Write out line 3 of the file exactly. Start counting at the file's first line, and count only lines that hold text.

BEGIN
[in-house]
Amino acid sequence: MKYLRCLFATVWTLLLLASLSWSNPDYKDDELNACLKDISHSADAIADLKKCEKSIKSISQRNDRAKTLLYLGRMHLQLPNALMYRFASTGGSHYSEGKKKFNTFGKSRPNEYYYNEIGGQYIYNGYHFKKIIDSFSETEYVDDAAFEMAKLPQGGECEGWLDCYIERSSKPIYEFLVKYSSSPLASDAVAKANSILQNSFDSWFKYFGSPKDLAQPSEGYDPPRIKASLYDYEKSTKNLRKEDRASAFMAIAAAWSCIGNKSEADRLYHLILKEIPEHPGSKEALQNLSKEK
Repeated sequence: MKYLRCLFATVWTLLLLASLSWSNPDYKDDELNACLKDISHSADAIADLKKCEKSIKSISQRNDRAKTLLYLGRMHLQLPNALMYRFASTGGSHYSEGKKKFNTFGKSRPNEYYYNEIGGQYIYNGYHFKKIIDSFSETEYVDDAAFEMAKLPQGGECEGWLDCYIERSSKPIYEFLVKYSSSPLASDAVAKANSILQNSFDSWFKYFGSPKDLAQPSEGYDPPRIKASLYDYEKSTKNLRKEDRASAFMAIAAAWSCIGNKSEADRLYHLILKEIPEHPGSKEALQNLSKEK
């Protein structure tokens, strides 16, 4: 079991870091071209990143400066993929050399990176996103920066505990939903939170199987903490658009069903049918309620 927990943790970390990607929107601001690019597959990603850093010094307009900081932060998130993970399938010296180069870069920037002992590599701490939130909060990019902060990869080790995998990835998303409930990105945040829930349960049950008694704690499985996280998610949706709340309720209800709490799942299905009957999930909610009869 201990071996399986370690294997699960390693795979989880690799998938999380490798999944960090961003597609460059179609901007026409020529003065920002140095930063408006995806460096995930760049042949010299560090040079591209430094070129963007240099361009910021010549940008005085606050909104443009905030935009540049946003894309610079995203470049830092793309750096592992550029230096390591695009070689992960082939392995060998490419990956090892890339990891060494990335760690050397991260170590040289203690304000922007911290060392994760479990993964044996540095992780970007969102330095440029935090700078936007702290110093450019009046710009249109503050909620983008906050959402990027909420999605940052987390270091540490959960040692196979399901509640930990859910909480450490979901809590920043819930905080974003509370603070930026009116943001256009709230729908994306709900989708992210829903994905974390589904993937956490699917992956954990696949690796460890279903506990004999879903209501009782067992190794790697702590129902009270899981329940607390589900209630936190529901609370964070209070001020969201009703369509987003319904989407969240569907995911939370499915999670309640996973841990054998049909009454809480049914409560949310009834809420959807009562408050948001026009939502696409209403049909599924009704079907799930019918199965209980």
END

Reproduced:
Repeated sequence: MKYLRCLFATVWTLLLLASLSWSNPDYKDDELNACLKDISHSADAIADLKKCEKSIKSISQRNDRAKTLLYLGRMHLQLPNALMYRFASTGGSHYSEGKKKFNTFGKSRPNEYYYNEIGGQYIYNGYHFKKIIDSFSETEYVDDAAFEMAKLPQGGECEGWLDCYIERSSKPIYEFLVKYSSSPLASDAVAKANSILQNSFDSWFKYFGSPKDLAQPSEGYDPPRIKASLYDYEKSTKNLRKEDRASAFMAIAAAWSCIGNKSEADRLYHLILKEIPEHPGSKEALQNLSKEK